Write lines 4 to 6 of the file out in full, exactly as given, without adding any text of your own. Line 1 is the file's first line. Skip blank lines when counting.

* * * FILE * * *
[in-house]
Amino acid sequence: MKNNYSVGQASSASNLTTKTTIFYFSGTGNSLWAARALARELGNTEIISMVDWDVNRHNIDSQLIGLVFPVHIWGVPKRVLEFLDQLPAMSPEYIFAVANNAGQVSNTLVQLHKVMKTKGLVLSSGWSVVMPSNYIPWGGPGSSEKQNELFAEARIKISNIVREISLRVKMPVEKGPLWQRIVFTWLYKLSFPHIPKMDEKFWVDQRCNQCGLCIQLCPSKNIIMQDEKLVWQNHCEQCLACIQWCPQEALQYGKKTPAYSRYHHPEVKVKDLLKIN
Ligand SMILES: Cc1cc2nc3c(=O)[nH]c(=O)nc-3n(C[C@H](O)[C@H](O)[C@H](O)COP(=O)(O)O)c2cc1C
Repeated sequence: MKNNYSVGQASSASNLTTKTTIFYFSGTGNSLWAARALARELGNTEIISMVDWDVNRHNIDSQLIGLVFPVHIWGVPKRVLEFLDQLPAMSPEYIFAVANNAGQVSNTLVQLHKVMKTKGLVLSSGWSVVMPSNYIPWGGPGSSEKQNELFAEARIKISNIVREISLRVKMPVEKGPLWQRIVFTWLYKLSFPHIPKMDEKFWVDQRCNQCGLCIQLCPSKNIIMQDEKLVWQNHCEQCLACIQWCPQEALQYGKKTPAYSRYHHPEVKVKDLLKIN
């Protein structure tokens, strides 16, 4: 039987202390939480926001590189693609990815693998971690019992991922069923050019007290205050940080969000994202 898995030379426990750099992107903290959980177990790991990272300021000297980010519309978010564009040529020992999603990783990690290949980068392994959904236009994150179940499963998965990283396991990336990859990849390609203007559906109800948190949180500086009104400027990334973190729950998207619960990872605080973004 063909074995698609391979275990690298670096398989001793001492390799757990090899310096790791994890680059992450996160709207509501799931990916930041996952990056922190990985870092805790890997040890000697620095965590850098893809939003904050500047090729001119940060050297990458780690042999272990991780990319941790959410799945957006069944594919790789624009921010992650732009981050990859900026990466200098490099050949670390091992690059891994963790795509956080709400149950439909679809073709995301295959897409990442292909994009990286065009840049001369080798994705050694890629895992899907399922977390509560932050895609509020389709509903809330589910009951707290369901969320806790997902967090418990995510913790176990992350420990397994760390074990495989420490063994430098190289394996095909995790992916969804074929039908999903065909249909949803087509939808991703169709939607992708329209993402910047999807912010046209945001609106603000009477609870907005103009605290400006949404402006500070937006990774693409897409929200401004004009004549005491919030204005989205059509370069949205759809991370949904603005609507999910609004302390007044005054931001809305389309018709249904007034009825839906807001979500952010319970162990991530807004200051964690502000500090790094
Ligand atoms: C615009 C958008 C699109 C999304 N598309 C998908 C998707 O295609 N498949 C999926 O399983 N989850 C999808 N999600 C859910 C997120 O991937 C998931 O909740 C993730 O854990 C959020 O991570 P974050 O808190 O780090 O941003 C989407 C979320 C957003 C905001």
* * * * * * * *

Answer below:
Repeated sequence: MKNNYSVGQASSASNLTTKTTIFYFSGTGNSLWAARALARELGNTEIISMVDWDVNRHNIDSQLIGLVFPVHIWGVPKRVLEFLDQLPAMSPEYIFAVANNAGQVSNTLVQLHKVMKTKGLVLSSGWSVVMPSNYIPWGGPGSSEKQNELFAEARIKISNIVREISLRVKMPVEKGPLWQRIVFTWLYKLSFPHIPKMDEKFWVDQRCNQCGLCIQLCPSKNIIMQDEKLVWQNHCEQCLACIQWCPQEALQYGKKTPAYSRYHHPEVKVKDLLKIN
């Protein structure tokens, strides 16, 4: 039987202390939480926001590189693609990815693998971690019992991922069923050019007290205050940080969000994202 898995030379426990750099992107903290959980177990790991990272300021000297980010519309978010564009040529020992999603990783990690290949980068392994959904236009994150179940499963998965990283396991990336990859990849390609203007559906109800948190949180500086009104400027990334973190729950998207619960990872605080973004 063909074995698609391979275990690298670096398989001793001492390799757990090899310096790791994890680059992450996160709207509501799931990916930041996952990056922190990985870092805790890997040890000697620095965590850098893809939003904050500047090729001119940060050297990458780690042999272990991780990319941790959410799945957006069944594919790789624009921010992650732009981050990859900026990466200098490099050949670390091992690059891994963790795509956080709400149950439909679809073709995301295959897409990442292909994009990286065009840049001369080798994705050694890629895992899907399922977390509560932050895609509020389709509903809330589910009951707290369901969320806790997902967090418990995510913790176990992350420990397994760390074990495989420490063994430098190289394996095909995790992916969804074929039908999903065909249909949803087509939808991703169709939607992708329209993402910047999807912010046209945001609106603000009477609870907005103009605290400006949404402006500070937006990774693409897409929200401004004009004549005491919030204005989205059509370069949205759809991370949904603005609507999910609004302390007044005054931001809305389309018709249904007034009825839906807001979500952010319970162990991530807004200051964690502000500090790094
Ligand atoms: C615009 C958008 C699109 C999304 N598309 C998908 C998707 O295609 N498949 C999926 O399983 N989850 C999808 N999600 C859910 C997120 O991937 C998931 O909740 C993730 O854990 C959020 O991570 P974050 O808190 O780090 O941003 C989407 C979320 C957003 C905001």